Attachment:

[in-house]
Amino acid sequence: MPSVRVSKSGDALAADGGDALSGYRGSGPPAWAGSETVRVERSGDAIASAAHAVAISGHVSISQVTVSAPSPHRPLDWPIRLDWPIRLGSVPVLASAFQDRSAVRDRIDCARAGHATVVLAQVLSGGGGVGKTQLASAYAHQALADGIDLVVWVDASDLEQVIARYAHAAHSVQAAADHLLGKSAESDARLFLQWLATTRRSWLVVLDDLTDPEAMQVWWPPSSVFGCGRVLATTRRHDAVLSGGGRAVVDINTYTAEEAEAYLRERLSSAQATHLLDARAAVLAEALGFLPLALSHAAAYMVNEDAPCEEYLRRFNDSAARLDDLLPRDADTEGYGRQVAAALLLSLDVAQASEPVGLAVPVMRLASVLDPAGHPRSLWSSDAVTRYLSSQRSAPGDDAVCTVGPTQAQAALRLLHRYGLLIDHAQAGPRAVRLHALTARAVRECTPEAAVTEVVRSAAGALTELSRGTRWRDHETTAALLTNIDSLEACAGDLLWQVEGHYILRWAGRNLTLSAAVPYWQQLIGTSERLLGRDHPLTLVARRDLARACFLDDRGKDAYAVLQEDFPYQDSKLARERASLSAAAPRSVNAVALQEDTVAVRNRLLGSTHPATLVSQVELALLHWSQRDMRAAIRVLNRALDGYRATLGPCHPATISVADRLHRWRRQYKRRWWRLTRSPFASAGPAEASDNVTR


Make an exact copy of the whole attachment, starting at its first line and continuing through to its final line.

[in-house]
Amino acid sequence: MPSVRVSKSGDALAADGGDALSGYRGSGPPAWAGSETVRVERSGDAIASAAHAVAISGHVSISQVTVSAPSPHRPLDWPIRLDWPIRLGSVPVLASAFQDRSAVRDRIDCARAGHATVVLAQVLSGGGGVGKTQLASAYAHQALADGIDLVVWVDASDLEQVIARYAHAAHSVQAAADHLLGKSAESDARLFLQWLATTRRSWLVVLDDLTDPEAMQVWWPPSSVFGCGRVLATTRRHDAVLSGGGRAVVDINTYTAEEAEAYLRERLSSAQATHLLDARAAVLAEALGFLPLALSHAAAYMVNEDAPCEEYLRRFNDSAARLDDLLPRDADTEGYGRQVAAALLLSLDVAQASEPVGLAVPVMRLASVLDPAGHPRSLWSSDAVTRYLSSQRSAPGDDAVCTVGPTQAQAALRLLHRYGLLIDHAQAGPRAVRLHALTARAVRECTPEAAVTEVVRSAAGALTELSRGTRWRDHETTAALLTNIDSLEACAGDLLWQVEGHYILRWAGRNLTLSAAVPYWQQLIGTSERLLGRDHPLTLVARRDLARACFLDDRGKDAYAVLQEDFPYQDSKLARERASLSAAAPRSVNAVALQEDTVAVRNRLLGSTHPATLVSQVELALLHWSQRDMRAAIRVLNRALDGYRATLGPCHPATISVADRLHRWRRQYKRRWWRLTRSPFASAGPAEASDNVTR